For healthcare professionals, it is imperative to select peers and institutions that hold verifiable qualifications and a track record using effective PRP therapy applications for collaboration or referral.

PRP healing stages - Selphyl

3. Limited Clinical Evidence

 The application of PRP therapy, despite its potential, is currently marked by a scarcity of in-depth, long-term clinical studies across its various potential applications. The variability observed in treatment outcomes, influenced by factors such as patient age, general health status, and specific medical conditions, advocates for a measured approach. Healthcare providers are tasked with staying informed about the latest research developments and communicating the current understanding of PRP therapy’s effectiveness and safety profile transparently to their patients.

4. FDA Approval

While the equipment used for PRP preparation and the procedure itself have received clearance from the U.S. Food and Drug Administration (FDA), the broader application of PRP therapy across different medical conditions is yet to receive formal FDA approval and is considered investigational. The autologous nature of PRP, derived from the patient's own red blood cells, circumvents traditional drug regulation, affording medical practitioners the discretion to employ PRP therapy based on clinical judgment and patient-specific needs, despite the lack of formal approval for certain uses. [20]

SELPHYL® Disclaimer

Instructions for the use of SELPHYL® can be found here and here.

SELPHYL® has not been approved by the FDA for subcutaneous, submucous, or intradermal injections in aesthetic medicine, and the safety and effectiveness of SELPHYL® for these conditions have not been established.

SELPHYL® is designed to be used for the safe and rapid preparation of autologous platelet-rich plasma (PRP) from a small sample of peripheral blood at the patient's point of care. The PRP is mixed with autograft and/or allograft of bone marrow prior to application to a boney defect to improve handling characteristics.

As of the time of writing, SELPHYL® has no known serious, life-threatening, or fatal risks apart from the adverse reactions described above.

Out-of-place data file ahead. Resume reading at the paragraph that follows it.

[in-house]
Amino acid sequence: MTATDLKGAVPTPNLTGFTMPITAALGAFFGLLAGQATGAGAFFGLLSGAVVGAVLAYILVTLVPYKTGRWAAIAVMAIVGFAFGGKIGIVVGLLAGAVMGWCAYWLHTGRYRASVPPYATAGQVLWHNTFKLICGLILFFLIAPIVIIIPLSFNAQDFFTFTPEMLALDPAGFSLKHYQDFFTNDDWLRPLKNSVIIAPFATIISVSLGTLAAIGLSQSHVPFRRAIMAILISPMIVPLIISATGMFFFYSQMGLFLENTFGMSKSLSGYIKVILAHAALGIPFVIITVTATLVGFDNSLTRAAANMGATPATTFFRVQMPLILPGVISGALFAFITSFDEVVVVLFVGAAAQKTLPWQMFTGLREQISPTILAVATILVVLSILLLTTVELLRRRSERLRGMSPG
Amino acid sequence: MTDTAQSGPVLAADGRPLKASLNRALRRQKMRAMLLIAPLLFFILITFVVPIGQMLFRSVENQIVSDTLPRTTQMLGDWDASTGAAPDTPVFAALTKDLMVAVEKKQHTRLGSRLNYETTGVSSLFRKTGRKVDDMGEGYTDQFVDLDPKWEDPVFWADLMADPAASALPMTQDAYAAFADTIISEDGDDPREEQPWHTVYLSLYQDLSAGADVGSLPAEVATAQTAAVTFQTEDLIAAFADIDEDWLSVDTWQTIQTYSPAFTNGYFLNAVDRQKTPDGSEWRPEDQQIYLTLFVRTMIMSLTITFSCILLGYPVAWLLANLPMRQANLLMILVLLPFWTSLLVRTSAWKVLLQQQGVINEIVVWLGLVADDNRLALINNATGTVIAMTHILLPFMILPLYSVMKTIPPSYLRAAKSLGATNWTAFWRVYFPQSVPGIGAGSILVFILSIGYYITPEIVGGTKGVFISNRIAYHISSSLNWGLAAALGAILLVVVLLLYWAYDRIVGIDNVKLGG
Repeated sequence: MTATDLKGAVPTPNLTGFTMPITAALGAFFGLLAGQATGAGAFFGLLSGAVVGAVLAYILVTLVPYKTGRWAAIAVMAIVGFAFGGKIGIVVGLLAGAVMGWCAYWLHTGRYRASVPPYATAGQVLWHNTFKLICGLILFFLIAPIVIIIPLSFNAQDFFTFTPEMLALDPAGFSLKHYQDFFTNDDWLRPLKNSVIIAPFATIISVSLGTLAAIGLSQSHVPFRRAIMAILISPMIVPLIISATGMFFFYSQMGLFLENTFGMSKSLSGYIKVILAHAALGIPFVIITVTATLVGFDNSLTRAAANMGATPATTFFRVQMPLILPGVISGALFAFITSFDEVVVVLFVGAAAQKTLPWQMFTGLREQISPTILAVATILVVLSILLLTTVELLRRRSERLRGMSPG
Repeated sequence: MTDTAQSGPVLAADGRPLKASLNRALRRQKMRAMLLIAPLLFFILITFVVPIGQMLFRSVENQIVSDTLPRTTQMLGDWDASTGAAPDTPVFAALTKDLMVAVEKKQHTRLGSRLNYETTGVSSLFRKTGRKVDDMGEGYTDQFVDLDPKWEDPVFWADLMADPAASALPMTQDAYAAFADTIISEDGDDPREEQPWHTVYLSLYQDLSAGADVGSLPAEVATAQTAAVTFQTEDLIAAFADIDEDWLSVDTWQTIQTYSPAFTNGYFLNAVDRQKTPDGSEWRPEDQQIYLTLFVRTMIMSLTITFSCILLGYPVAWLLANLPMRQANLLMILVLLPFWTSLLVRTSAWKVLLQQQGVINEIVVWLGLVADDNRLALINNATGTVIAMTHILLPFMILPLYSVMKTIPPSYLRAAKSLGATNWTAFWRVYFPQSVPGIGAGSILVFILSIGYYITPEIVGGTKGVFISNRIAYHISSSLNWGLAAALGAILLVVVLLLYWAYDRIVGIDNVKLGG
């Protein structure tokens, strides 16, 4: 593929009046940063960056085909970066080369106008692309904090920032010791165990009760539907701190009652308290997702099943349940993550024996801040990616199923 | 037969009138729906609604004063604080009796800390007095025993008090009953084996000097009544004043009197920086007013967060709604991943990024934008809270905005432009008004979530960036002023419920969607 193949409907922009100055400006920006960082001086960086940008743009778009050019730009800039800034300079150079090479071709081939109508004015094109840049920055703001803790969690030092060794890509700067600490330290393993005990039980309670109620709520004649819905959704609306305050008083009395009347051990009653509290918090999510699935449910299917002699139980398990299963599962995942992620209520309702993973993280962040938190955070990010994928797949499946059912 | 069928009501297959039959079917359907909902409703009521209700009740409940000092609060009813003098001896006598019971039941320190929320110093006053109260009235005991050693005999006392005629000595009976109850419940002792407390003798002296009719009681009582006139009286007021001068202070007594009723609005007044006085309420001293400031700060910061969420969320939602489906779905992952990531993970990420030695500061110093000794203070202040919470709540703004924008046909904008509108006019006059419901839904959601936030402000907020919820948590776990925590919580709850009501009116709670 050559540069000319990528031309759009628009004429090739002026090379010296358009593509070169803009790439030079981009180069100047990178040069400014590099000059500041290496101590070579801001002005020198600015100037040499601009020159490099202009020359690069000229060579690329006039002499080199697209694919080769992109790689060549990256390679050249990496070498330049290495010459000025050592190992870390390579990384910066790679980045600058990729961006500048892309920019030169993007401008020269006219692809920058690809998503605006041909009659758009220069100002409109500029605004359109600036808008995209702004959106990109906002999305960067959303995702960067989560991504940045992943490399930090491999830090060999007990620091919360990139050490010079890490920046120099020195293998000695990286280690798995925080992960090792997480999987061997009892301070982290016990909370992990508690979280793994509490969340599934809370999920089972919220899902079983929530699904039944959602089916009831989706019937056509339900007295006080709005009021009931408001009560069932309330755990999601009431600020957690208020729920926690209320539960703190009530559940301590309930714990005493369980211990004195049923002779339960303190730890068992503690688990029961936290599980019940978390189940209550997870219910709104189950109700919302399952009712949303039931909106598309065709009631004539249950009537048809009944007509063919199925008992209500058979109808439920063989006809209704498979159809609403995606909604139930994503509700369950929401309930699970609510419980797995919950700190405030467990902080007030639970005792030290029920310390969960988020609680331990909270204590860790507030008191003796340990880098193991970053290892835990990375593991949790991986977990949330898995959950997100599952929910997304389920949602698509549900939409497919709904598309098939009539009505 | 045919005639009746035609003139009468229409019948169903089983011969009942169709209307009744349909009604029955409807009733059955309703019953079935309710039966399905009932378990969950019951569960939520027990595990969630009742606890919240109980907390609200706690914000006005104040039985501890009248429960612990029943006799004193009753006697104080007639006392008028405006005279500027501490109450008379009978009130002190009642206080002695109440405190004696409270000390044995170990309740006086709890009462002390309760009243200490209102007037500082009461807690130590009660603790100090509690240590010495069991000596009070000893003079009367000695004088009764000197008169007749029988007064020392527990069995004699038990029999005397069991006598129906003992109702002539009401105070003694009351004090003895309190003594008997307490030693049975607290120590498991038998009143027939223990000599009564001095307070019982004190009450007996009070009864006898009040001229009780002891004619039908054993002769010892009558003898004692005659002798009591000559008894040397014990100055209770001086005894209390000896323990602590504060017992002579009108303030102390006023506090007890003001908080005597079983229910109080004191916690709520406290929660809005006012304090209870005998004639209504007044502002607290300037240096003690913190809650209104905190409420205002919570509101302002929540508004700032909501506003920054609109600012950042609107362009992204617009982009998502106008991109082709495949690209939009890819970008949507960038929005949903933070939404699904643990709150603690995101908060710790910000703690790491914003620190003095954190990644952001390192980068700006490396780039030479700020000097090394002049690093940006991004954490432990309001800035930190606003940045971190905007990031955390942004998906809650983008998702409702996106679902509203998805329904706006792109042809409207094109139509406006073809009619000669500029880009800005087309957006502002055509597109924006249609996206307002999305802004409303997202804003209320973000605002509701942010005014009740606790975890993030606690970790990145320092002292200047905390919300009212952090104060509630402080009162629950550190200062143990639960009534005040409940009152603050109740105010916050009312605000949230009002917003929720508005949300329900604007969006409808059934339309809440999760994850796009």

SELPHYL® Limitations, Restrictions, Cautions, and Warnings

  • Prescription only.

  • Do not use the kit if the sterile packaging is damaged or compromised.

  • Follow universal safety precautions for blood collection and sharps disposal.

  • During blood draw, failure to align and properly seat tubes in the tube holder can result in a loss of vacuum and a loss of blood draw.

  • During PRP transfer, failure to align and securely seat tubes simultaneously in assembled blood transfer device tube holders can result in a loss of vacuum and the failure of PRP to transfer to the red-top PRFM tube.

  • Do not initiate the transfer of PRP into the red-top PRFM tube until the physician is ready to complete the procedure.

  • Do not reuse.

SELPHYL® Contraindications

These are not in FDA-required labeling and are part of SELPHYL®’s clinical evaluation for EU CE requirements.

  • Direct connection to a patient’s vascular system of circulating blood volume.

  • Other health conditions and diseases may also contraindicate the use of autologous PRP, including but not limited to low platelet count, sepsis, localized infection in the treatment area, anemia, malignancy with hematologic or bony involvement, and anticoagulation therapy.


PRP therapy exemplifies the remarkable capabilities of leveraging the body's intrinsic repair processes for therapeutic purposes. The underlying science of PRP treatment is intricate, yet the core premise is clear: it aims to offer a biologically based, efficacious approach to augmenting the body’s own healing responses.

Healthcare professionals considering the integration of PRP therapy into treatment regimens, whether for addressing injuries, enhancing recovery processes, or its application in aesthetic medicine, should prioritize the dissemination of comprehensive information and the provision of expert guidance. Although PRP therapy has shown potential across various applications, it should not be perceived as an immediate solution but as a component of a broader strategy aimed at supporting and possibly enhancing the body's natural healing and regenerative capacities.

About the Author

Dr. Ali is a medical journalist and copywriter employed by SELPHYL® for the writing of this article.


  1. Selphyl. About PRFM. Selphyl. Published June 1, 2023.

  2. Johns Hopkins Medicine. Platelet-Rich Plasma (PRP) Injections. Accessed February 21, 2024.